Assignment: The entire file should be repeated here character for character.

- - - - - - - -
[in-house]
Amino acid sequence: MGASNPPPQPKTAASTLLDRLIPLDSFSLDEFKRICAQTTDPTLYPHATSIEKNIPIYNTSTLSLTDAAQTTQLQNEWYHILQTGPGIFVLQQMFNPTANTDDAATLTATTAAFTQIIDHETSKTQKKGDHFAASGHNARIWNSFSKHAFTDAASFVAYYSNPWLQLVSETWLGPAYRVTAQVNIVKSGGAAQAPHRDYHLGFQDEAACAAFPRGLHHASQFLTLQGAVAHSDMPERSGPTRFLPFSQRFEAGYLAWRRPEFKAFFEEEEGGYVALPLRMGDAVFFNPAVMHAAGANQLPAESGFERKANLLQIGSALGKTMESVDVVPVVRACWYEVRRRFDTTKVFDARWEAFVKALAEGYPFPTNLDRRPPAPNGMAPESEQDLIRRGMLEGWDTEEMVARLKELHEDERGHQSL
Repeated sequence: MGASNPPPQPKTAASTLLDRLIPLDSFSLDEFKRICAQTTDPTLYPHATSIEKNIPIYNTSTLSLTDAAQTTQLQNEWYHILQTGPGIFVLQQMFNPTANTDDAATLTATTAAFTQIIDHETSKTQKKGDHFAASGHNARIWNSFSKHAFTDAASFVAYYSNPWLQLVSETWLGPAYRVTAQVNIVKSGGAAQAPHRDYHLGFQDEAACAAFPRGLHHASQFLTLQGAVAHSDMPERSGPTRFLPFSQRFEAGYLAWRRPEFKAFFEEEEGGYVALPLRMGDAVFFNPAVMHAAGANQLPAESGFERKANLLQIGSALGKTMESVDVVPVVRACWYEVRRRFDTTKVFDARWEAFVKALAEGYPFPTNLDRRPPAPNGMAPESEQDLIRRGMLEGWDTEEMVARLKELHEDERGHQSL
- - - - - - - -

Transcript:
[in-house]
Amino acid sequence: MGASNPPPQPKTAASTLLDRLIPLDSFSLDEFKRICAQTTDPTLYPHATSIEKNIPIYNTSTLSLTDAAQTTQLQNEWYHILQTGPGIFVLQQMFNPTANTDDAATLTATTAAFTQIIDHETSKTQKKGDHFAASGHNARIWNSFSKHAFTDAASFVAYYSNPWLQLVSETWLGPAYRVTAQVNIVKSGGAAQAPHRDYHLGFQDEAACAAFPRGLHHASQFLTLQGAVAHSDMPERSGPTRFLPFSQRFEAGYLAWRRPEFKAFFEEEEGGYVALPLRMGDAVFFNPAVMHAAGANQLPAESGFERKANLLQIGSALGKTMESVDVVPVVRACWYEVRRRFDTTKVFDARWEAFVKALAEGYPFPTNLDRRPPAPNGMAPESEQDLIRRGMLEGWDTEEMVARLKELHEDERGHQSL
Repeated sequence: MGASNPPPQPKTAASTLLDRLIPLDSFSLDEFKRICAQTTDPTLYPHATSIEKNIPIYNTSTLSLTDAAQTTQLQNEWYHILQTGPGIFVLQQMFNPTANTDDAATLTATTAAFTQIIDHETSKTQKKGDHFAASGHNARIWNSFSKHAFTDAASFVAYYSNPWLQLVSETWLGPAYRVTAQVNIVKSGGAAQAPHRDYHLGFQDEAACAAFPRGLHHASQFLTLQGAVAHSDMPERSGPTRFLPFSQRFEAGYLAWRRPEFKAFFEEEEGGYVALPLRMGDAVFFNPAVMHAAGANQLPAESGFERKANLLQIGSALGKTMESVDVVPVVRACWYEVRRRFDTTKVFDARWEAFVKALAEGYPFPTNLDRRPPAPNGMAPESEQDLIRRGMLEGWDTEEMVARLKELHEDERGHQSL